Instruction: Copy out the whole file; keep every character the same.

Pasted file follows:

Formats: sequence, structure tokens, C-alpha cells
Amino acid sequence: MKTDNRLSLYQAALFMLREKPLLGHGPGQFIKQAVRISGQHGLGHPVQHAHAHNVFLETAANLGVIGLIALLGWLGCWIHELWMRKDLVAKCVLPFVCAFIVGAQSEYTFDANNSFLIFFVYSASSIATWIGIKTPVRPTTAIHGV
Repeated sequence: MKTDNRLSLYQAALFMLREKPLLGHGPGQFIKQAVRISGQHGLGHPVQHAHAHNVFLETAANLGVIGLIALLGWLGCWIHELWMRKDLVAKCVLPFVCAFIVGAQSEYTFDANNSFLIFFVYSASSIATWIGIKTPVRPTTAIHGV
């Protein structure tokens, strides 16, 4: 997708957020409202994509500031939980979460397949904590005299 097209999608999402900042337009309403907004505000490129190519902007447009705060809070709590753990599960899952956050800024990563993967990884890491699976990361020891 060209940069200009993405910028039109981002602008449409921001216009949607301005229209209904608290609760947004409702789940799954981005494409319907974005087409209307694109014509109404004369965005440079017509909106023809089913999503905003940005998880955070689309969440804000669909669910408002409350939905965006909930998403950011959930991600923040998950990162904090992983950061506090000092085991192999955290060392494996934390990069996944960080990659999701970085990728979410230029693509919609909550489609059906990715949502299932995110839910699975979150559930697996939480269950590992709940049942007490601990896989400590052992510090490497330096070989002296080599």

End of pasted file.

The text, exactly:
Formats: sequence, structure tokens, C-alpha cells
Amino acid sequence: MKTDNRLSLYQAALFMLREKPLLGHGPGQFIKQAVRISGQHGLGHPVQHAHAHNVFLETAANLGVIGLIALLGWLGCWIHELWMRKDLVAKCVLPFVCAFIVGAQSEYTFDANNSFLIFFVYSASSIATWIGIKTPVRPTTAIHGV
Repeated sequence: MKTDNRLSLYQAALFMLREKPLLGHGPGQFIKQAVRISGQHGLGHPVQHAHAHNVFLETAANLGVIGLIALLGWLGCWIHELWMRKDLVAKCVLPFVCAFIVGAQSEYTFDANNSFLIFFVYSASSIATWIGIKTPVRPTTAIHGV
């Protein structure tokens, strides 16, 4: 997708957020409202994509500031939980979460397949904590005299 097209999608999402900042337009309403907004505000490129190519902007447009705060809070709590753990599960899952956050800024990563993967990884890491699976990361020891 060209940069200009993405910028039109981002602008449409921001216009949607301005229209209904608290609760947004409702789940799954981005494409319907974005087409209307694109014509109404004369965005440079017509909106023809089913999503905003940005998880955070689309969440804000669909669910408002409350939905965006909930998403950011959930991600923040998950990162904090992983950061506090000092085991192999955290060392494996934390990069996944960080990659999701970085990728979410230029693509919609909550489609059906990715949502299932995110839910699975979150559930697996939480269950590992709940049942007490601990896989400590052992510090490497330096070989002296080599």